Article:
# Finding the minimum radius of the pivoted disc

Here is a question based on Simple Harmonic Motion that I tackled just now. However I think I am having an approach to tackle this but I am not sure about it.

Ouestion: A uniform disc of radius $R$ is pivoted about point $P$ such that it is free to oscillate in the vertical plane. Distance between the pivot and centre of disc $x$, such that the time period of oscillation is minimum. So till yet I know that for a circular disc like this one, we have time period, $$T=2\pi\sqrt{\frac{I}{\kappa}}$$ where $I$ is moment of inertia of the disc and $\kappa$ is the torsional constant.

So after substituting the values knowing that $\kappa=\frac{\tau}{\theta}$ and $I=mr^2$ I have,

$$T=2\pi\sqrt{\frac{mr^2\theta}{\tau}}$$

Now next to this I am thinking of finding the minima of this function so that I can get the least value of r. However I am still not sure that this will help me in anyway.

Also I want to know that if we can differentiate this function to get minimum value of $r$ then do we really need to substitute $\tau$ as $\tau=r\cdot F$.

• The formula for the time period is actually a solution to the pendulum equation, see The Simple Pendulum Thus, it might not be trivial to adjust it to other cases. I suggest you set up the equations of motion for your specific case, and then solve these equations, and come up with your own formula for the time period. Hint: take care of the moment of inertia, it is different as the rotation point is not the CoG. – ROIMaison Jul 2 '14 at 16:56
• Do you mean equations of rotational motion? Do you really think it would help me? I am asking this because this question is given in the exercise of Simple Harmonic Motion. – Saharsh Jul 2 '14 at 16:59
• Harmonic motion simply implies that the solution is periodic. Actually, now that I see it, the formula for the Time period is not coming from the simple pendulum, but the principle is the same. Compare a normal spring mass system but then with theta instead of x, and tau instead of k. I think for educational purposes it's always better to start from elementary equations (e.g. EoM, mass balance), and then work your way to the answer, rather than simply substituting values. This way you can find out if the assumptions made are still valid. – ROIMaison Jul 2 '14 at 17:26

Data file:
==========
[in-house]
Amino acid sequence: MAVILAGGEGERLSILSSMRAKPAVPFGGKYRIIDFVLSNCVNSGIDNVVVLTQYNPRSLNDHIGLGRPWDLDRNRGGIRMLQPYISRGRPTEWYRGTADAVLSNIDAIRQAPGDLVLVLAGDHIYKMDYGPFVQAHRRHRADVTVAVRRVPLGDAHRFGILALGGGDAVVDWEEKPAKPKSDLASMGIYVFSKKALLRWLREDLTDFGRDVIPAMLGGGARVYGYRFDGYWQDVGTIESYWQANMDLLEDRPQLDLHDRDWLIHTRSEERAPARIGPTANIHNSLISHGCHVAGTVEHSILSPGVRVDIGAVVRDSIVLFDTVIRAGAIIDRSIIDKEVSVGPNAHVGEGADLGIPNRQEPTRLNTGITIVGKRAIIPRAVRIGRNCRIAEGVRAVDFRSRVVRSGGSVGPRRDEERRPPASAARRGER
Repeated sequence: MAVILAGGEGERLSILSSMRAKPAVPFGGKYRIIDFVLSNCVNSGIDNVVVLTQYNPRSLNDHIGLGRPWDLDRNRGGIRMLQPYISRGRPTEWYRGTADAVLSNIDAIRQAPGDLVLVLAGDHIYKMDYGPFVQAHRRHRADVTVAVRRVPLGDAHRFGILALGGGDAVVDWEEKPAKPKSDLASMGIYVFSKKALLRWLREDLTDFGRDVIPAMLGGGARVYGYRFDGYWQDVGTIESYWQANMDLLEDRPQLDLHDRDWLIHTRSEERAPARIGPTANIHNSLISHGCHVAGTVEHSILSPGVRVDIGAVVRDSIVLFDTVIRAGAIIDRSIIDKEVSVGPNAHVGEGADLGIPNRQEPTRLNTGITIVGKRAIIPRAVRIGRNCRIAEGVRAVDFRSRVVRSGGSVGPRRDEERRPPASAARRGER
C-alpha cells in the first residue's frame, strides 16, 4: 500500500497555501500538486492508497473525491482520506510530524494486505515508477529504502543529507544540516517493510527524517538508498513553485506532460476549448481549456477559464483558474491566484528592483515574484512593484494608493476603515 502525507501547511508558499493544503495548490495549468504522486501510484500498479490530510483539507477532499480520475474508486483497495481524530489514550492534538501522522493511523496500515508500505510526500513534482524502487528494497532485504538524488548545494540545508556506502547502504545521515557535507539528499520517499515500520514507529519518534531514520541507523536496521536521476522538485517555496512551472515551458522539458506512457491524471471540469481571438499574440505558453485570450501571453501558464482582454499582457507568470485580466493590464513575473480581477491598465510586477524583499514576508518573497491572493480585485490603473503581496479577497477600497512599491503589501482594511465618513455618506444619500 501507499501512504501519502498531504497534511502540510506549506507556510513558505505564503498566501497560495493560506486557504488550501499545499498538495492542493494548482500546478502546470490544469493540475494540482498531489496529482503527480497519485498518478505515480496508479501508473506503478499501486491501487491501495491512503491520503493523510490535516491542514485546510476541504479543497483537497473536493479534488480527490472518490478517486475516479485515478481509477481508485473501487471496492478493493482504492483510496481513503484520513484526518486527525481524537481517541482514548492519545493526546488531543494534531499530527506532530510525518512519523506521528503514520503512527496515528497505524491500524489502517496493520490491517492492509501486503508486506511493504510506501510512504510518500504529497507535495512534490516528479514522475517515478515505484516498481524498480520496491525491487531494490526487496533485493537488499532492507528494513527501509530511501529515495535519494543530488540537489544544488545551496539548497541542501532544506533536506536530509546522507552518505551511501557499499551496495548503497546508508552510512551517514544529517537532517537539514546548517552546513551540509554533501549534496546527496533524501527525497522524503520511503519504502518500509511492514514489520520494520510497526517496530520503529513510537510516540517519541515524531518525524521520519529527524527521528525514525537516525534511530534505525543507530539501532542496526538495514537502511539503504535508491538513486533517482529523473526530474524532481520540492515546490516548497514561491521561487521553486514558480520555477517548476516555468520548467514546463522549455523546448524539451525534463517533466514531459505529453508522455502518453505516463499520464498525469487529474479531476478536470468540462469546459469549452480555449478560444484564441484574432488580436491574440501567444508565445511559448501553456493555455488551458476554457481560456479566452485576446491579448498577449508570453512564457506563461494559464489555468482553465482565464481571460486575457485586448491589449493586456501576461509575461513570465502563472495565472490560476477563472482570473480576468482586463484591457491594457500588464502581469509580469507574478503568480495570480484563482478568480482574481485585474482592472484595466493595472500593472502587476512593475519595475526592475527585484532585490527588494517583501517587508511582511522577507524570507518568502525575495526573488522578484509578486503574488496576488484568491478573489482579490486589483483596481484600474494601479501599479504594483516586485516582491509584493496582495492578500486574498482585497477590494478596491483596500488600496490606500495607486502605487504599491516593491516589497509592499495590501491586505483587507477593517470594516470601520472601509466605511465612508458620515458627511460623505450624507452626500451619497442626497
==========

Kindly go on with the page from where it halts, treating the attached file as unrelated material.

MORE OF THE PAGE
If we write the equation of rotation about the pivoted point, then moment of inertia of the disk about the pivoted point $$P$$ dose not equal to the $$\frac{1}{2}mR^2$$, i.e. from the parallel axis theorem the moment of inertia of the disk about point $$P$$ will be: $$I_P=I_{cm}+mx^2=\frac{1}{2}mR^2+mx^2=\frac{1}{2}m(R^2+2x^2)$$ On the other hand,the torsional constant is: $$\kappa=\frac{\tau}{\theta}=\frac{mgx\sin{\theta}}{\theta}\approx mgx$$ for small $$\theta$$. So we have the time period as follow: $$T=2\pi\sqrt{\frac{I_P}{\kappa}}=2\pi\sqrt{\frac{m(R^2+2x^2)}{2mgx}}=2\pi\sqrt{\frac{(R^2+2x^2)}{2gx}} \tag{1}$$ If your design parameter is $$x$$, for minimizing the period you must solve the necessary condition for extremum, i.e.: $$\frac{\partial T}{\partial x}=0$$ and then checking the suﬃcient conditions for minima, i.e.: $$\frac{\partial^2T}{\partial x^2}\geq0$$ in the extremum point.
But if your design parameter is $$R$$ and you want to find a radius that minimize the period, it's very clear from equation $$(1)$$ that the radius must be zero i.e. the all disk mass must be placed at the center of the disk (in this case you don't have a rigid body, you have a point mass).